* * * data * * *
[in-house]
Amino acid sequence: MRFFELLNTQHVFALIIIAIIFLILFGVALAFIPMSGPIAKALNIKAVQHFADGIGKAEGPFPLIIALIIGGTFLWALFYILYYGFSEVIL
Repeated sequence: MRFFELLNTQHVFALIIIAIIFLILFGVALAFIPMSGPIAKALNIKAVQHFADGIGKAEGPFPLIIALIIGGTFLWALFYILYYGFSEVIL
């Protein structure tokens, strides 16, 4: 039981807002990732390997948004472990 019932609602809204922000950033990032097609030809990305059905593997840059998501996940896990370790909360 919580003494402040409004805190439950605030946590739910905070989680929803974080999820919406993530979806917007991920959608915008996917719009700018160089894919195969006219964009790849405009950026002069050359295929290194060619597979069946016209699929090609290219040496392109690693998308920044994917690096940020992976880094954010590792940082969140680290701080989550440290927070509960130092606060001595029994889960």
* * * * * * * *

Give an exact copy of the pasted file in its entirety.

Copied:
[in-house]
Amino acid sequence: MRFFELLNTQHVFALIIIAIIFLILFGVALAFIPMSGPIAKALNIKAVQHFADGIGKAEGPFPLIIALIIGGTFLWALFYILYYGFSEVIL
Repeated sequence: MRFFELLNTQHVFALIIIAIIFLILFGVALAFIPMSGPIAKALNIKAVQHFADGIGKAEGPFPLIIALIIGGTFLWALFYILYYGFSEVIL
């Protein structure tokens, strides 16, 4: 039981807002990732390997948004472990 019932609602809204922000950033990032097609030809990305059905593997840059998501996940896990370790909360 919580003494402040409004805190439950605030946590739910905070989680929803974080999820919406993530979806917007991920959608915008996917719009700018160089894919195969006219964009790849405009950026002069050359295929290194060619597979069946016209699929090609290219040496392109690693998308920044994917690096940020992976880094954010590792940082969140680290701080989550440290927070509960130092606060001595029994889960």